Tracking down and repair roof leaks is one of the easiest jobs to do, but a process that can be as frustrating as any you’ll ever take as a do-it-yourself home repair person. In fact, it’s probably easier than actually replacing water damaged ceiling. The brownish, orange stains on your ceiling and walls are (unfortunately) a good indicator that you have a leaking roof.
Rule Out The Obvious
If you’ve ruled out water pipes as a source of the problem first, it’s time to climb up into the attic and eventually outside on the roof.
Obvious leaks are easy to spot. Perhaps a bit of flashing has come loose after a strong wind, or maybe the sun has finally used its ultraviolet power to crumble a once viable rubber roof jack into submission.
If these are the source of the leak, your job will be a quick one. Just remove and replace. In the world of leaking roofs, there are not the typical culprits. They only occur in a small fraction of leaking roofs.
Locate The Original Source
The first step is to climb on the roof and look for obvious problems. If they are present, mitigate the situation and you’ll most like done with the repair.
The problem with leaks is that those stains below on your ceiling and walls don’t give you any substantial indicator of where the water is originating.
Water can flow into a home, follow a roof truss a few feet, then take another turn, flowing on an insulted electric wire or other structure, and then drop onto the sheetrock below before completing the process with a stained wall or ceiling. What’s more likely is a pinhole or very small tear in shingles where water can seek the path of least resistance. Finding these tiny tears in asphalt shingles brings out the best Sherlock Holmes in any homeowner.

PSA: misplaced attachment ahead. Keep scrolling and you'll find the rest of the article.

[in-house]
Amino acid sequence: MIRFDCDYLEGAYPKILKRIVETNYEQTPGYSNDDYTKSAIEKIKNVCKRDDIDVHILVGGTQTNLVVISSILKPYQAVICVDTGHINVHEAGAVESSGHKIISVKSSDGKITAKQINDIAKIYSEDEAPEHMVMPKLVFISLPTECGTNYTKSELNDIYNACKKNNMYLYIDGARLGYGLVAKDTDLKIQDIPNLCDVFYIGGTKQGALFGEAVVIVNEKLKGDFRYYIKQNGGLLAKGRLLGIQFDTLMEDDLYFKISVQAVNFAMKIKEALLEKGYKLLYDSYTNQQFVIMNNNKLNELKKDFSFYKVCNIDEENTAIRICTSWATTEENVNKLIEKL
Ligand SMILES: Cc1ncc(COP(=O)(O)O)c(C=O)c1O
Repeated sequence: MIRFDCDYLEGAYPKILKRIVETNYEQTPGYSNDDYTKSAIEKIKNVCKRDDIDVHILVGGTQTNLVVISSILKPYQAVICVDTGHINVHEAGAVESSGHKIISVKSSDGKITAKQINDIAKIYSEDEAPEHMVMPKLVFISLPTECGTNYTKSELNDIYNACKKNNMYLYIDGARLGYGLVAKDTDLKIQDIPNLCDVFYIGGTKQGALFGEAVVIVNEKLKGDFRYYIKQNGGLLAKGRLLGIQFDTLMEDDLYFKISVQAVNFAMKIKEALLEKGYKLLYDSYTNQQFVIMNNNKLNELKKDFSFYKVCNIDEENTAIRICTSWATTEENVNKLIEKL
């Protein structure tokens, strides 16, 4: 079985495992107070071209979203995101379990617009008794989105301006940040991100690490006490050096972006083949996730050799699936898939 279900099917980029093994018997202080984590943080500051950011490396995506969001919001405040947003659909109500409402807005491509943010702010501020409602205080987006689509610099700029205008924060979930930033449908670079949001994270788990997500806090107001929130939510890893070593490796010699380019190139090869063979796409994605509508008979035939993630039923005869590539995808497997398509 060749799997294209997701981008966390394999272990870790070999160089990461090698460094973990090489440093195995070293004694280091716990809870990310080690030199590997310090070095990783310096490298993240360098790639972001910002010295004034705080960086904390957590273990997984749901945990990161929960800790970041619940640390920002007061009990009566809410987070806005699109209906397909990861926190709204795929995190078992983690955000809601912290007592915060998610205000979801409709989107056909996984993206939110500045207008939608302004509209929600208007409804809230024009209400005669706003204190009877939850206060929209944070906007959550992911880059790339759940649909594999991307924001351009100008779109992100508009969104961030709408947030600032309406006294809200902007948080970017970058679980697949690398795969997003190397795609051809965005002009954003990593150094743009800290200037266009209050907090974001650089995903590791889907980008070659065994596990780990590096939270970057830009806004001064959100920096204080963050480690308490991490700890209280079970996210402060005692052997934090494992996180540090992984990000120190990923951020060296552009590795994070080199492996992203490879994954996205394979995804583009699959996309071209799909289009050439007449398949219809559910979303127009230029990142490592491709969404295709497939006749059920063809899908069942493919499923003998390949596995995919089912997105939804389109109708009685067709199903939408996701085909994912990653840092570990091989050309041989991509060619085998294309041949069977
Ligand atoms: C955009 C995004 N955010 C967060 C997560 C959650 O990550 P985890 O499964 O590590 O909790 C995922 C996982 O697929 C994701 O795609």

Go Up Into the Attic
If nothing is evident on a visual survey of the shingles or metal roofing, it is time to go inside the attic and begin sleuthing. Once in the attic take a powerful flashlight and begin searching the roof above for wet spots or water damage.
The wet spots you find may or may not be directly below the breach in your shingles or metal. The odds are that they are not.
Once you find a wet spot, begin tracing it back to an area above the spot. Water flows downhill as we all know, so that wet spot had to form either near the location of the damaged structure below or above the wet spot itself.
Use visual landmarks once you’ve found the suspected leak. A vent pipe, roof vent, or a change in the angle of the roof structure along a hip or valley allows you to mentally mark the suspected location in reference to these points before you go back on the roof.
Once you’re back on the roof. Traceback your steps using the references you set inside the attic. As you close in on the suspected location begin trying to move shingles and pull on any exposed nails in an asphalt roof.
If the roof is metal, pull on the joints between the metal sheets to ensure they’re tight. Twist the self-taping sheet metal screws with your fingers. If they’re loose enough to move by hand, you’ve most likely found the problem.
Blackjack adhesive in a caulking gun solves a lot of roofing problems. If you think the problem is a loose shingle or a compromised nail. Fill the area with a few shots of Blackjack, then press the shingle back down. It works best in direct sunlight on warm days.
If you have a metal roof with loose screws, tighten them back up with either a handheld nut driver or a cordless drill.
A shot of clear sun-resistant acrylic caulk on the suspect area won’t hurt, and ensures a little more protection if you’ve found the leak.
That’s about it. You’ll either have to wait for the next rain to test your solution, or you can get a garden hose and spray down the suspect area.
Don’t be daunted if the leak is still there. Even seasoned roofing professionals have problems locating many leaky spots on a roof. Just repeat the procedure until you’ve solved the problem.